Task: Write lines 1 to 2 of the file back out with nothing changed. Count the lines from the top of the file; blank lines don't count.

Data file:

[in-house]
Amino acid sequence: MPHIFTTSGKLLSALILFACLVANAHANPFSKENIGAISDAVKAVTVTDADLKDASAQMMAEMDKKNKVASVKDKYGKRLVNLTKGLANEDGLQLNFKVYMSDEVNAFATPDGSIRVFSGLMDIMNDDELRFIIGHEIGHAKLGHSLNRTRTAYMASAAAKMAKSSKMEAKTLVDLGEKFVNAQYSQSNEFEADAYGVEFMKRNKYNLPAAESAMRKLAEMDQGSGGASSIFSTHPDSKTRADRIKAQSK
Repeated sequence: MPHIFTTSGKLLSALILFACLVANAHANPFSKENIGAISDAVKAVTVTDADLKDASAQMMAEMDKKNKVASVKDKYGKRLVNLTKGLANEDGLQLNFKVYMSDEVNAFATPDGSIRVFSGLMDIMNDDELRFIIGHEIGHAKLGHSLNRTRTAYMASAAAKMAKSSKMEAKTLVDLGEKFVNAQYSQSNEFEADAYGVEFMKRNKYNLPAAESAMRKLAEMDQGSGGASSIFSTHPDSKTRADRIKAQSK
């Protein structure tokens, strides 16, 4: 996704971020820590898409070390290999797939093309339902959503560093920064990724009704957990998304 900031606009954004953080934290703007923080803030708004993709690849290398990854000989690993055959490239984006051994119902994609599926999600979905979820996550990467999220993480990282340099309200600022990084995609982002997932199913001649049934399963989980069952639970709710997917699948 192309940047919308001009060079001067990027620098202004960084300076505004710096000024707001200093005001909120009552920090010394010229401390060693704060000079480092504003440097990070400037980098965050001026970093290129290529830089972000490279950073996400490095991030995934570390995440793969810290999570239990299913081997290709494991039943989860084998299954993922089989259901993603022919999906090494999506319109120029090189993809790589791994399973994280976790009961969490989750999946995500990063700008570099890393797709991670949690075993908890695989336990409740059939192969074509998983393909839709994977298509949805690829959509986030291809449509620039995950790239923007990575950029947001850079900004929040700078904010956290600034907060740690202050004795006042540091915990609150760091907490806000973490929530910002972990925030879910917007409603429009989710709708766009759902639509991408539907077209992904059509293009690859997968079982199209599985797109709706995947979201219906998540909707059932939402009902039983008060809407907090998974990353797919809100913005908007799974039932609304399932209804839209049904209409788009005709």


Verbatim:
[in-house]
Amino acid sequence: MPHIFTTSGKLLSALILFACLVANAHANPFSKENIGAISDAVKAVTVTDADLKDASAQMMAEMDKKNKVASVKDKYGKRLVNLTKGLANEDGLQLNFKVYMSDEVNAFATPDGSIRVFSGLMDIMNDDELRFIIGHEIGHAKLGHSLNRTRTAYMASAAAKMAKSSKMEAKTLVDLGEKFVNAQYSQSNEFEADAYGVEFMKRNKYNLPAAESAMRKLAEMDQGSGGASSIFSTHPDSKTRADRIKAQSK